When Is an Assault Not an Assault? When It’s Medical Malpractice!

When Is an Assault Not an Assault? When It’s Medical Malpractice!

A legal complaint is often creatively drafted to encompass as many legal theories as possible in order to cast a wide net over potential defendants, but more does not always mean better! A recent Pennsylvania case demonstrated the importance of doing a more thorough evaluation before moving forward with a complaint. In this case, a plaintiff filed an assault claim against emergency medical personnel, and the Third Circuit stated that “artful” pleading was not a substitute for the requirements of the Rules of Civil Procedure in medical malpractice cases.


Factual Background

Thomas Sutton (“Sutton”), a disabled veteran, presented at a local clinic in Fayette County for medical treatment.[i] The nurse practitioner on duty determined Sutton’s elevated heart rate required he be transported to a local hospital for observation and additional medical care.[ii]  Sutton refused additional treatment, stating his condition did not rise to the level requiring emergency care or hospitalization.[iii] The nurse practitioner and staff then contacted local emergency personnel from Fayette EMS.[iv] Upon arrival, Fayette EMS restrained and sedated Sutton and transported him to a local hospital against his will and without his consent.[v] Once Sutton was at the hospital, he was admitted as a patient and remained there for two days.[vi]


Procedural Background

Sutton filed a complaint alleging false imprisonment, assault and battery, and civil rights violations against the parties involved.[vii] Fayette EMS moved to dismiss, which the trial court granted, but Sutton appealed the ruling.[viii]

In its motion to dismiss, Fayette EMS argued Sutton’s averments, while alleging the intentional tort of false imprisonment and assault and battery, were actually based in medical malpractice.[ix] As such, the complaint was insufficient as it lacked a certificate of merit as required by the Pennsylvania Rules of Civil Procedure.[x] In Pennsylvania, a certificate of merit is required in all medical malpractice cases.[xi] The certificate of merit must indicate that “an appropriate licensed professional” has provided a statement that there is a “reasonable probability that the care, skill or knowledge exercised or exhibited,” was “outside acceptable professional standards and that such conduct was a cause in bringing about the harm.”[xii] The Pennsylvania Supreme Court has stated the certificate of merit is used to “nip unsubstantiated threats in the bud.”[xiii]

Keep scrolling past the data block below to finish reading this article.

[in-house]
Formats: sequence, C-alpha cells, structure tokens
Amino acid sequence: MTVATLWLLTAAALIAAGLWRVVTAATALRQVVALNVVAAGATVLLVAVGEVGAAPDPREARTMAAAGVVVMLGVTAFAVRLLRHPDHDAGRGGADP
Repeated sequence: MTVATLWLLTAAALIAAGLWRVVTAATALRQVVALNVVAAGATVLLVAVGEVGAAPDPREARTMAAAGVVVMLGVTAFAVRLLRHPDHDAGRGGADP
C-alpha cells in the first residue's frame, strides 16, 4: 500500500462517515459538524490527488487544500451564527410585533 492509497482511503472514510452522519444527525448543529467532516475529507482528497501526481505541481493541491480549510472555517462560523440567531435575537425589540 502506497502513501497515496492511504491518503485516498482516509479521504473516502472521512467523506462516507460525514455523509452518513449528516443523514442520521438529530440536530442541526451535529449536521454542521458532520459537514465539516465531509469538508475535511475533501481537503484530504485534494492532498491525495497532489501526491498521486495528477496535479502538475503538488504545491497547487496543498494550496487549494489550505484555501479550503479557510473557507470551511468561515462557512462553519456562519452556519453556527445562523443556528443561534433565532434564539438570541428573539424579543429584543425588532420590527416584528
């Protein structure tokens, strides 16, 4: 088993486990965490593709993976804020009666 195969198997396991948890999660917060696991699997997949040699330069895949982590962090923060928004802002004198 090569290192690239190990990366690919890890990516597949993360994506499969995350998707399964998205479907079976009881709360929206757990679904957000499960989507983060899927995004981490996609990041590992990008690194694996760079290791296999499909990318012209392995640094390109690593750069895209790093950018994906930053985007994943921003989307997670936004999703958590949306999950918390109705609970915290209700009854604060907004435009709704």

Appellate Ruling

The appellate court agreed with the trial court’s determination that Fayette EMS’s relationship with Sutton was professional and based on medical knowledge beyond the scope an average person might have.[xiv] Accordingly, when a matter relates to treatment by a medical provider, then the matter is a professional negligence action requiring a certificate of merit.[xv] The court will “consider the substance of a plaintiff’s claims rather than their form to ensure that the plaintiff does not escape the requirements of [filing a certificate of merit] through artful pleading.”[xvi]



 While it is not unusual for a plaintiff to creatively draft a complaint, it is key to review the pleading with an eye for the underlying substance of the claims. In this matter, Sutton’s complaint had a fatal flaw in that it attempted to file a medical malpractice claim masquerading as an intentional tort. Sometimes, the careful review of the initial pleadings and the insightful application of defensive thinking can stop a claim early in the litigation process.



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[i] Sutton v. Fayette EMS, No 23-1414, at 2 (3rd Cir. Mar. 26, 2024) (unpublished and non-precedential opinion).

[ii] Id.

[iii] Id.

[iv] Id.

[v] Id.

[vi] Id. at 2-3.

[vii] Id. at 3.

[viii] Id.

[ix] Id. at 6.

[x] Id.

[xi] Id. at 4.

[xii] Id. at 4, citing Pa. R. Civ. Proc. 1042.3.

[xiii] Reibenstein v. Barax, 286 A.3d 222, 237 (Pa. 2022).

[xiv] Id. at 6.

[xv] Id.

[xvi] Id (emphasis added).